Saturday was a day in Lawrence to celebrate cats, children's art and the news about the end of slavery in the United States.
Only four days before the official start of summer, three events brought people from outside and inside Lawrence together.
Fancy cats and house cats stole the show Saturday morning at the Douglas County 4-H Fairgrounds.
One of them there, Calliope Jane, was brought into competition after she was born on a construction site.
She's just a mutt, a calico with hazy orange and black tufts of fur and bright, clear eyes. But for the American Cat Fanciers Assn., a ranking body among cat shows nationwide, the former shelter cat Calli is a true beauty.
"It's the first organization to allow household pets," said Murlene Priest, president of the Kansas City Midwest Cat Club.
All weekend, Priest is hosting more than 100 cats driven and flown in from 15 states and Canada as part of the annual International Cat Show sponsored by Priest's club and the cat association.
House cats have their own category, as well as national rankings. Right now, Calli is ranked 18th, mainly because she's ultrafriendly, clean and healthy.
The cat show continues from 9 a.m. to 4 p.m. today at the fairgrounds.Later Saturday morning, the music ringing from massive speakers at Burcham Park signaled a new page in the brief history of Juneteenth celebrations in Lawrence.
The tunes, including those performed by award-winning national acts and local groups, became part of the growing celebration of black history this year.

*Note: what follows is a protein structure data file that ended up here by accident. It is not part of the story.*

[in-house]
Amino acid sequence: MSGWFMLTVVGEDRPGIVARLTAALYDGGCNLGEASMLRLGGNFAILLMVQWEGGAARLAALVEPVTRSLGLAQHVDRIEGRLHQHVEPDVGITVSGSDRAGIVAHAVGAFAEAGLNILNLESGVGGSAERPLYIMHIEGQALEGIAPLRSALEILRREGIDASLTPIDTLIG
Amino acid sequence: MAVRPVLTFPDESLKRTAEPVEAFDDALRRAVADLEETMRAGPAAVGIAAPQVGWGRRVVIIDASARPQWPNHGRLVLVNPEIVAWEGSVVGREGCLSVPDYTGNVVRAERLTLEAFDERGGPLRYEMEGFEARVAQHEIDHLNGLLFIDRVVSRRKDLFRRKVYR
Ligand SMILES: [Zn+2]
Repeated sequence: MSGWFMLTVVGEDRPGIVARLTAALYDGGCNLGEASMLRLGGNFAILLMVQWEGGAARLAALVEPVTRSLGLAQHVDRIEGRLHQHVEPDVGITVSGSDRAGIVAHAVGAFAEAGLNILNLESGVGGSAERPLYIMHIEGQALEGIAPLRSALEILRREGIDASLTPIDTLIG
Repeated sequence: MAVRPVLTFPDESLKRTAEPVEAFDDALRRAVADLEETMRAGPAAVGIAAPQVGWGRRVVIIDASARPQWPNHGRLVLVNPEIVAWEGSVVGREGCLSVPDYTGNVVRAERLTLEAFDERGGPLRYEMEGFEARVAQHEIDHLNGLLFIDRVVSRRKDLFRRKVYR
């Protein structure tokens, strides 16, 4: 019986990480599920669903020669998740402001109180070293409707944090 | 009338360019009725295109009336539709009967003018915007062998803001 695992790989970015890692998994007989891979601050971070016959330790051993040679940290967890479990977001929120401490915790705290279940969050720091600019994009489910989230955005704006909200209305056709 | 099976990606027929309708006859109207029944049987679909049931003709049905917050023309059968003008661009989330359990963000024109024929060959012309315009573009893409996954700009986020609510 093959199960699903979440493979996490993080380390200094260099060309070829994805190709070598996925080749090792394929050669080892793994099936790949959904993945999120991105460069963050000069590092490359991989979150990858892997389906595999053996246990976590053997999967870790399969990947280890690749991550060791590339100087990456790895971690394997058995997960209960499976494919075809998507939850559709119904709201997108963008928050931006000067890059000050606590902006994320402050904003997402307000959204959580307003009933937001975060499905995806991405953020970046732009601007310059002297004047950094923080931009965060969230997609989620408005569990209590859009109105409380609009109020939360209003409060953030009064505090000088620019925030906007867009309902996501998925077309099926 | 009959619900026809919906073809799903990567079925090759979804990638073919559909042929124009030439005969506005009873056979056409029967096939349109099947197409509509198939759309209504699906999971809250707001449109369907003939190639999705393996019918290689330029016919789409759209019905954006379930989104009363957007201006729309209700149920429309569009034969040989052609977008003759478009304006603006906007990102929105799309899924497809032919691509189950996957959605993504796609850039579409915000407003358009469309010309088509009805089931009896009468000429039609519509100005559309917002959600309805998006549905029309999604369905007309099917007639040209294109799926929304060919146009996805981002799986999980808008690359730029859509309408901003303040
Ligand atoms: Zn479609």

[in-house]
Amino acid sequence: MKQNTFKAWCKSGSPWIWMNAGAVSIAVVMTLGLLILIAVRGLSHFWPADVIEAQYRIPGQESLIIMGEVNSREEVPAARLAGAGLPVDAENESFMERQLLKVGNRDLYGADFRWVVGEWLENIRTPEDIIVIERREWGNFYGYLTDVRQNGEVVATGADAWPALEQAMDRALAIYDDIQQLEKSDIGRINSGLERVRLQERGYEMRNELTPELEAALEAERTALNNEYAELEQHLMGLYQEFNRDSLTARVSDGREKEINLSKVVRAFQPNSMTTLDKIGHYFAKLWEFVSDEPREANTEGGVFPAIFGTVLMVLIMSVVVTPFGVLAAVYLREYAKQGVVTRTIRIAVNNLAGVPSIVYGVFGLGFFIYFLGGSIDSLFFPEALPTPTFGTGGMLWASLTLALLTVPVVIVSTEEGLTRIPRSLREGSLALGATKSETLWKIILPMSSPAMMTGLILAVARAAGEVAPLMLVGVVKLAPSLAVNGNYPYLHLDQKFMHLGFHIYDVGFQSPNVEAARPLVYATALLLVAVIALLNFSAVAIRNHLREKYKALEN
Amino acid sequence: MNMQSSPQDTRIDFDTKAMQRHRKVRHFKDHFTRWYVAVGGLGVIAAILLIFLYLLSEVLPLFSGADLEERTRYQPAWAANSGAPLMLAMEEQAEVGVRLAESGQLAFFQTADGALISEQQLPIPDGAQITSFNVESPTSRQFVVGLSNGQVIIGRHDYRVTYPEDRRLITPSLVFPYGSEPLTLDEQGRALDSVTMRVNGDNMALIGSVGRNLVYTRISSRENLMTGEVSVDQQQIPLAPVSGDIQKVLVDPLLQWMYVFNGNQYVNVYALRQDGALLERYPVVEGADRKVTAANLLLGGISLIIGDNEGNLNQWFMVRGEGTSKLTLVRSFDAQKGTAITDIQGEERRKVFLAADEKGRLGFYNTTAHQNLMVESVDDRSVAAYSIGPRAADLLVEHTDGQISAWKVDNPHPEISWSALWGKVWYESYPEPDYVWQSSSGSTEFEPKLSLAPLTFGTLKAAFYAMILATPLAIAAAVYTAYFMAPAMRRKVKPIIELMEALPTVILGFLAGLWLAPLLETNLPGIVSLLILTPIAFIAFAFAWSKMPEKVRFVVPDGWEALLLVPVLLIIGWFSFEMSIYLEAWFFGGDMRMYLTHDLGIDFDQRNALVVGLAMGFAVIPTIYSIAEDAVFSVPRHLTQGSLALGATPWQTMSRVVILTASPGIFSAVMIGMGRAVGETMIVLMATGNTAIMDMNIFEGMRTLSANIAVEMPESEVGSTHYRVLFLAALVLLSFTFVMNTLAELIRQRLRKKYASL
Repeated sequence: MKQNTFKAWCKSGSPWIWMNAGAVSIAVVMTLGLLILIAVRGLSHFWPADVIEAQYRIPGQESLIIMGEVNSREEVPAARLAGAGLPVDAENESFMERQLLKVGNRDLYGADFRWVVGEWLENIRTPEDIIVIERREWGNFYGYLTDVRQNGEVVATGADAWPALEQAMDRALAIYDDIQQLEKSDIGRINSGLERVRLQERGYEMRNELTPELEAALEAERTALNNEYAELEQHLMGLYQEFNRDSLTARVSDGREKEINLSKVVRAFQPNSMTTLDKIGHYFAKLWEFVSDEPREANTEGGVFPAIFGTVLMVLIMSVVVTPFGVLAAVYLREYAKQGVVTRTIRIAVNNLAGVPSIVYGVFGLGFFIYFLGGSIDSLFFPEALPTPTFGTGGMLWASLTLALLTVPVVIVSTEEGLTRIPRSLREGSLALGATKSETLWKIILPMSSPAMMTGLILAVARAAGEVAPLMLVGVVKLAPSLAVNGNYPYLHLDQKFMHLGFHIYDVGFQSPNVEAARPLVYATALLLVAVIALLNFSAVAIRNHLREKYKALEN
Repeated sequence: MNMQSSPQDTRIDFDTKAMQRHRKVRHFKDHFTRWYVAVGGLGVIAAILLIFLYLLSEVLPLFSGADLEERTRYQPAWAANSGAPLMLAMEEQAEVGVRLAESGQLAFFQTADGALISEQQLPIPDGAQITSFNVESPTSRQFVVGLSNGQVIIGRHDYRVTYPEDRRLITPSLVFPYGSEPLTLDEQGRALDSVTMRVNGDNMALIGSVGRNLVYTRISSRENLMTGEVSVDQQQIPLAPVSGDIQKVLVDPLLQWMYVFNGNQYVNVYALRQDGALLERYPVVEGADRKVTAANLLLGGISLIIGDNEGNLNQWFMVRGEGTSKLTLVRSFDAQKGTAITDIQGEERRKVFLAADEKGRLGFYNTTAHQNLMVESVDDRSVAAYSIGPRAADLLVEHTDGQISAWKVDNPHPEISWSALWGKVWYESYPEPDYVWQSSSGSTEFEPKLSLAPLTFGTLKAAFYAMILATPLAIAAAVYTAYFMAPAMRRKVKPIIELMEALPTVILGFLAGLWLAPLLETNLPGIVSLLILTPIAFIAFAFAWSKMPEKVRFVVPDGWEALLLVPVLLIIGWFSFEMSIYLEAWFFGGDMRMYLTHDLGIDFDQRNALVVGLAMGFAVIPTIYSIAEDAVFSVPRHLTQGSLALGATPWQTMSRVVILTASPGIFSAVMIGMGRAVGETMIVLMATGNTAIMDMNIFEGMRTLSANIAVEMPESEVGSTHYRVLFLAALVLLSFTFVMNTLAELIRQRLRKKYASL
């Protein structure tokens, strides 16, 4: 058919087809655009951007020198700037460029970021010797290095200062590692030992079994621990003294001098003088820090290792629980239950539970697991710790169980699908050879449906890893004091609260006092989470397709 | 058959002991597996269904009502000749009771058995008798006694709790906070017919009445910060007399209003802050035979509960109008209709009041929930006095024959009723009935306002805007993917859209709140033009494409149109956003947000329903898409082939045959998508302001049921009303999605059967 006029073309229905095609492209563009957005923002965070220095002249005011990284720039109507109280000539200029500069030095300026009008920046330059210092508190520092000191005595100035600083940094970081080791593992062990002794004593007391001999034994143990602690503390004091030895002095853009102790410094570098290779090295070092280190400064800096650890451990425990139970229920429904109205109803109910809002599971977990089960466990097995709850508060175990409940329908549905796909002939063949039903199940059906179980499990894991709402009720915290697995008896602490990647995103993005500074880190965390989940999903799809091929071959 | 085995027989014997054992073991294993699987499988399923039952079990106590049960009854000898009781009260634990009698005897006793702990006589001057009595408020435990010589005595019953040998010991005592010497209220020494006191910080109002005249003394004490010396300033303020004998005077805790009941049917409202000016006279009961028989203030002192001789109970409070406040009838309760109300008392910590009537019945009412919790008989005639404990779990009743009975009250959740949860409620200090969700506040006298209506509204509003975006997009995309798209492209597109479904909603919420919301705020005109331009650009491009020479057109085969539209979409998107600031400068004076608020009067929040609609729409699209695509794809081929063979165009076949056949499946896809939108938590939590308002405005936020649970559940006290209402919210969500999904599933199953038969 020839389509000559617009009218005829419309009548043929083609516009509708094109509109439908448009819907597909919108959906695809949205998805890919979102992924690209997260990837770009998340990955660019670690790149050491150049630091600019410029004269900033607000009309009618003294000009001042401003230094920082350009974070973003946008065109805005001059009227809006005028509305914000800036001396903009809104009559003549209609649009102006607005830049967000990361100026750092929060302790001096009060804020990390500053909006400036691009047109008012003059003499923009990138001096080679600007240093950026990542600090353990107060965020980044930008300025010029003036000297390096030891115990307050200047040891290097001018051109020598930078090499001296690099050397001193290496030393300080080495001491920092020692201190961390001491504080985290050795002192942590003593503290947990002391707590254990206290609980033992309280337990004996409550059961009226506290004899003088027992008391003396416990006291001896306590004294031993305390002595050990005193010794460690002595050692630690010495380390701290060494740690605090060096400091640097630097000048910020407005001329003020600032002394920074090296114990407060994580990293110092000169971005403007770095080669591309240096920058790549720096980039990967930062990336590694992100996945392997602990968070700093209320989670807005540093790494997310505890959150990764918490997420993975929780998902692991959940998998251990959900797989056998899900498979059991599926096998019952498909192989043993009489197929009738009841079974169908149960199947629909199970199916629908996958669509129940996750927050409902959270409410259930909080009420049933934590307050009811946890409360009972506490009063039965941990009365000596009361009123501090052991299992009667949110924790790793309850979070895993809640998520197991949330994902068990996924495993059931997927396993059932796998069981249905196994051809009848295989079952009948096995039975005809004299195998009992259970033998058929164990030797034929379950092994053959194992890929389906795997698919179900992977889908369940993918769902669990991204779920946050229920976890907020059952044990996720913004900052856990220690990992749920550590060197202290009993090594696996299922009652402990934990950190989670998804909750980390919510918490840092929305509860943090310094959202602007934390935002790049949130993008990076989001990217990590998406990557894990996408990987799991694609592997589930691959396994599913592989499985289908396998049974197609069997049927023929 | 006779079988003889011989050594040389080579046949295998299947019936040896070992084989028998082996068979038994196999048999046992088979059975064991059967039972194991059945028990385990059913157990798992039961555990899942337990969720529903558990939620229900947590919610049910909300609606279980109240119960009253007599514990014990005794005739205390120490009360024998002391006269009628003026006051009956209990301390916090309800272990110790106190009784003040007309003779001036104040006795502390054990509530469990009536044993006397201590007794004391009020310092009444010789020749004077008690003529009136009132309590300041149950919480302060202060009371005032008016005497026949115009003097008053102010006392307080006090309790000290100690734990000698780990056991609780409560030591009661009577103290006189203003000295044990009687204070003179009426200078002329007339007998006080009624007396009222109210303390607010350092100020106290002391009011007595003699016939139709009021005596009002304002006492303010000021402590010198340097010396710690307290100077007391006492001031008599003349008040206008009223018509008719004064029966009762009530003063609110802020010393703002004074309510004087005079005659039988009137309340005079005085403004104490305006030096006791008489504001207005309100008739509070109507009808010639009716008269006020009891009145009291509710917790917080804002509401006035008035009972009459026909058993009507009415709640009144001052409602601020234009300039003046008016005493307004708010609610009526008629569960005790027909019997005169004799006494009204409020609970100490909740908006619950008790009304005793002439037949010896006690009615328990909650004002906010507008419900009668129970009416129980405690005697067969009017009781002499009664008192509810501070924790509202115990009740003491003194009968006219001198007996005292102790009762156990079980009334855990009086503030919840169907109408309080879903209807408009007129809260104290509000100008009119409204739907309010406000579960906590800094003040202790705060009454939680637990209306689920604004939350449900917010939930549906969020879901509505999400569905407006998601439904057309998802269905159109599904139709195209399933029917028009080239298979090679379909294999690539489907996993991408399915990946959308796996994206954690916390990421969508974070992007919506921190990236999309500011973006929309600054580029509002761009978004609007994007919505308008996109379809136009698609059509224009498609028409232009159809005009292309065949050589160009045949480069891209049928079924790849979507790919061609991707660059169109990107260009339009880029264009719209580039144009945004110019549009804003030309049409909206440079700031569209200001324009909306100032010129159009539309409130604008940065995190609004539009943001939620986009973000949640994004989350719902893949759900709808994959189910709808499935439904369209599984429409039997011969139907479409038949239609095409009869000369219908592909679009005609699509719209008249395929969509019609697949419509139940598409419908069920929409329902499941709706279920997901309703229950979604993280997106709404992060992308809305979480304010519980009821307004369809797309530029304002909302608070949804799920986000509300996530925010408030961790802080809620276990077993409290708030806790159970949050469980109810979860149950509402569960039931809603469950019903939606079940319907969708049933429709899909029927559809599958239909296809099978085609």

"It's not getting any easier because we want it to be bigger," organizer Janine Colter said.
The weeklong event, which commemorates the last American slaves learning of their freedom in 1856, is now in its third year in Lawrence. It has evolved from a smaller event coinciding with the city's sesquicentennial three years ago to a communitywide celebration of education and freedom.
Among the face-painting, barbecue and music, it was a chance to catch up with friends and neighbors, as folks chatted on park benches and shared hot dogs and drinks.
But events the rest of the week will turn the focus back to education - something that has become a goal of the Boys and Girls Club during the Juneteenth celebration.
Since the event's inception, club members have heard community members talk about the importance of the historic week and then expressed what they'd learned in essays and murals. The week also will feature tours of local underground railroad sites and oral history programs at Kansas University.
And Saturday evening at the Clinton Lake Marina, about 450 people ate a barbecue dinner and listened to the distinctive, speedy auctioneer speech of Mark Elston. They were bidding on art created by students in the Van Go Mobile Arts JAMS program and other prizes at the third annual "What Floats Your Boat?" fundraiser.
Heather Hoy, Van Go's development director, said the organization hoped to raise at least $30,000 for its Jobs in the Arts Make Sense program. JAMS offers training opportunities to youths, and 22 currently are enrolled.
At the event, she was optimistic about the group's goal.
"I think we'll do better than that. There are so many people here," Hoy said.